Gender-Based Violence Programs

International Medical Corps is working to change attitudes and behaviors that contribute to gender-based violence (GBV) in Afghanistan, as well as to reduce the stigmas that shadow survivors. We do this through targeted social and behavior-change activities. We also ensure that medical and psychosocial support is available for survivors of GBV through our health facilities and community-based support mechanisms, including training health workers and local partners in GBV case management and referral. Our current GBV activities reach nearly 1 million people in six provinces, including Kabul, Nangarhar, Herat, Balkh, Baghlan and Bamyan provinces.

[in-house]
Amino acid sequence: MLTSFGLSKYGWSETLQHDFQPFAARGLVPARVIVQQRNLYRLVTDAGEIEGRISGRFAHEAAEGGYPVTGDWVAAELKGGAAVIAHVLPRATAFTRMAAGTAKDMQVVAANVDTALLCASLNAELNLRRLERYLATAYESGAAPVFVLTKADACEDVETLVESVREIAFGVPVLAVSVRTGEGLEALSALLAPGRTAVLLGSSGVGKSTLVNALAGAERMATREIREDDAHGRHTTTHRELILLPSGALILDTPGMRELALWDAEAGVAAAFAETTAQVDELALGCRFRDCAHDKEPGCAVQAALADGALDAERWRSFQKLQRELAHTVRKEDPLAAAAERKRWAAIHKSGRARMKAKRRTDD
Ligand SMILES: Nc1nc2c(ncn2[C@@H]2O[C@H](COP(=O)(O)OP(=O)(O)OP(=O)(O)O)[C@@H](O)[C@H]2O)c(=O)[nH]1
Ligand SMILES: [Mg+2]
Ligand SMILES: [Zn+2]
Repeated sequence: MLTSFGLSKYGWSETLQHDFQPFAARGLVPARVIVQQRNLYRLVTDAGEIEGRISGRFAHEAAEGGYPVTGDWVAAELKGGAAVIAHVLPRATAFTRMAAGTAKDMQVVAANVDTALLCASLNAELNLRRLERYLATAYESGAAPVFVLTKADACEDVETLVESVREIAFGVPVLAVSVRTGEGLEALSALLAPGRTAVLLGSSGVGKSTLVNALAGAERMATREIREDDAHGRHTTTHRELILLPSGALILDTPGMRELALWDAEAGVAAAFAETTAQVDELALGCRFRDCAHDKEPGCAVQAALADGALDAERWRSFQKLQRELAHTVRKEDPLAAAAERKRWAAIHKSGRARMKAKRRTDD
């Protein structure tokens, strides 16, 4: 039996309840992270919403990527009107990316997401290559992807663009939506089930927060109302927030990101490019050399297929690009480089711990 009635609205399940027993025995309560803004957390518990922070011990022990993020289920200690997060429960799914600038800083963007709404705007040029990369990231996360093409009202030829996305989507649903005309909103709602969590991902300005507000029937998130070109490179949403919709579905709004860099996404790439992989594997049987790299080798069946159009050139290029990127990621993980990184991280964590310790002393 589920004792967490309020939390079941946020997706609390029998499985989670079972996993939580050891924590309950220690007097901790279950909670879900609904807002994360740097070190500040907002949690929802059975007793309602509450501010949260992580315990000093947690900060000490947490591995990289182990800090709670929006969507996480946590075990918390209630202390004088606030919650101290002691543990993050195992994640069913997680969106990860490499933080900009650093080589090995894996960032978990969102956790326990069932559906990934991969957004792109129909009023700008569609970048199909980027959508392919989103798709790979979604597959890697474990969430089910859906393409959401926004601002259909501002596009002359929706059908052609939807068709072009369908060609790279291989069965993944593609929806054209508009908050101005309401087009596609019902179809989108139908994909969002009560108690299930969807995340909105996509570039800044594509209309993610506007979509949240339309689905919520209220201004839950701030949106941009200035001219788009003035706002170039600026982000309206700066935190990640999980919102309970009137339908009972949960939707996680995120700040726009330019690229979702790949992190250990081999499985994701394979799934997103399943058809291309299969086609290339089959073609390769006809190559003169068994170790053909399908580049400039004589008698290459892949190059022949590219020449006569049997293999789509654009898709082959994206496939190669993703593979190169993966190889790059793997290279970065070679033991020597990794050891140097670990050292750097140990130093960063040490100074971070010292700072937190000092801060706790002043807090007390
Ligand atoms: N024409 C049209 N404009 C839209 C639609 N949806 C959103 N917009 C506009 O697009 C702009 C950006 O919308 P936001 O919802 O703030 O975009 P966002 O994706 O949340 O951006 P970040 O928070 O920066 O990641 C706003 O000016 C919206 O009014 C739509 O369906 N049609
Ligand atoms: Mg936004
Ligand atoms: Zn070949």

First Responders Save Lives After Earthquake

When the ground violently shook during the 7.5-magnitude earthquake in the remote Charmango Qala village in Kunar Province, Fazal–Ur-Rehman knew immediately what to do. During the shaking, he ran out from his home to avoid being hit by falling debris. He watched as many of the houses around him crumbled, trapping his neighbors inside. He shot his bird hunting gun in the air—the unofficial SOS signal in the community—to call for help.


Our Impact

nearly 75,000
people were provided with health consultations during the three month period between June and September 2018
nearly 1 million
people provided access to health sector support for GBV



Help Save Lives